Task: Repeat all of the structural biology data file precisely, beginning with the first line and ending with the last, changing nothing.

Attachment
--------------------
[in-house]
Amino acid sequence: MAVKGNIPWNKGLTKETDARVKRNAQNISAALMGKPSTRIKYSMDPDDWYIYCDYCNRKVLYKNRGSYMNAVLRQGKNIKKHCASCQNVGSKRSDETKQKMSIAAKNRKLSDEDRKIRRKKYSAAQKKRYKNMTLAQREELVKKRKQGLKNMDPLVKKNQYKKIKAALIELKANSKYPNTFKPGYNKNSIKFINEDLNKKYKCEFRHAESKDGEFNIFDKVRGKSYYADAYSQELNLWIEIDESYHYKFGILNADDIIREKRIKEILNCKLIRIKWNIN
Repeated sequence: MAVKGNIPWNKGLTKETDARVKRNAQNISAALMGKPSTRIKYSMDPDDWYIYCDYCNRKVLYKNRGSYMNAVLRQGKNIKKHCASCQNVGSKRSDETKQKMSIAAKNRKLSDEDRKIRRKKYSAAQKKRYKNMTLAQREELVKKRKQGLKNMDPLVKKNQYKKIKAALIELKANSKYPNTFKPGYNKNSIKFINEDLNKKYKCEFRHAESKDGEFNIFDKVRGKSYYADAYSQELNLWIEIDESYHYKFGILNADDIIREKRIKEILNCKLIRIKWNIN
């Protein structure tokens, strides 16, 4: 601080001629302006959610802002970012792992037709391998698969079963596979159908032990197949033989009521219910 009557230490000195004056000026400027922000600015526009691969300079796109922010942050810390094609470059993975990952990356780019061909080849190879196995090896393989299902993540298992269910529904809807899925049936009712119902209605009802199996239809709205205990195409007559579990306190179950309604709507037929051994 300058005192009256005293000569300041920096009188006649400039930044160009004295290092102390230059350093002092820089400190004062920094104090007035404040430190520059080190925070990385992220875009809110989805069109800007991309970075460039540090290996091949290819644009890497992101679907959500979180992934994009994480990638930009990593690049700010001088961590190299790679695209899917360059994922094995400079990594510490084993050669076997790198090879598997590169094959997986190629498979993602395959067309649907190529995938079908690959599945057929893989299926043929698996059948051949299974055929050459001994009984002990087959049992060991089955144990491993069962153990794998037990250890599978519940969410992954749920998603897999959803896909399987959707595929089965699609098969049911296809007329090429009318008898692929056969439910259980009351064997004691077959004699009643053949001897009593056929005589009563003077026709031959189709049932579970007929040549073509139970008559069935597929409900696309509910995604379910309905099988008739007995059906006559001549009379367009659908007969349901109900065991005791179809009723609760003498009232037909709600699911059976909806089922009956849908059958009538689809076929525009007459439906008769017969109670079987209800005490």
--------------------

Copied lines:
[in-house]
Amino acid sequence: MAVKGNIPWNKGLTKETDARVKRNAQNISAALMGKPSTRIKYSMDPDDWYIYCDYCNRKVLYKNRGSYMNAVLRQGKNIKKHCASCQNVGSKRSDETKQKMSIAAKNRKLSDEDRKIRRKKYSAAQKKRYKNMTLAQREELVKKRKQGLKNMDPLVKKNQYKKIKAALIELKANSKYPNTFKPGYNKNSIKFINEDLNKKYKCEFRHAESKDGEFNIFDKVRGKSYYADAYSQELNLWIEIDESYHYKFGILNADDIIREKRIKEILNCKLIRIKWNIN
Repeated sequence: MAVKGNIPWNKGLTKETDARVKRNAQNISAALMGKPSTRIKYSMDPDDWYIYCDYCNRKVLYKNRGSYMNAVLRQGKNIKKHCASCQNVGSKRSDETKQKMSIAAKNRKLSDEDRKIRRKKYSAAQKKRYKNMTLAQREELVKKRKQGLKNMDPLVKKNQYKKIKAALIELKANSKYPNTFKPGYNKNSIKFINEDLNKKYKCEFRHAESKDGEFNIFDKVRGKSYYADAYSQELNLWIEIDESYHYKFGILNADDIIREKRIKEILNCKLIRIKWNIN
């Protein structure tokens, strides 16, 4: 601080001629302006959610802002970012792992037709391998698969079963596979159908032990197949033989009521219910 009557230490000195004056000026400027922000600015526009691969300079796109922010942050810390094609470059993975990952990356780019061909080849190879196995090896393989299902993540298992269910529904809807899925049936009712119902209605009802199996239809709205205990195409007559579990306190179950309604709507037929051994 300058005192009256005293000569300041920096009188006649400039930044160009004295290092102390230059350093002092820089400190004062920094104090007035404040430190520059080190925070990385992220875009809110989805069109800007991309970075460039540090290996091949290819644009890497992101679907959500979180992934994009994480990638930009990593690049700010001088961590190299790679695209899917360059994922094995400079990594510490084993050669076997790198090879598997590169094959997986190629498979993602395959067309649907190529995938079908690959599945057929893989299926043929698996059948051949299974055929050459001994009984002990087959049992060991089955144990491993069962153990794998037990250890599978519940969410992954749920998603897999959803896909399987959707595929089965699609098969049911296809007329090429009318008898692929056969439910259980009351064997004691077959004699009643053949001897009593056929005589009563003077026709031959189709049932579970007929040549073509139970008559069935597929409900696309509910995604379910309905099988008739007995059906006559001549009379367009659908007969349901109900065991005791179809009723609760003498009232037909709600699911059976909806089922009956849908059958009538689809076929525009007459439906008769017969109670079987209800005490």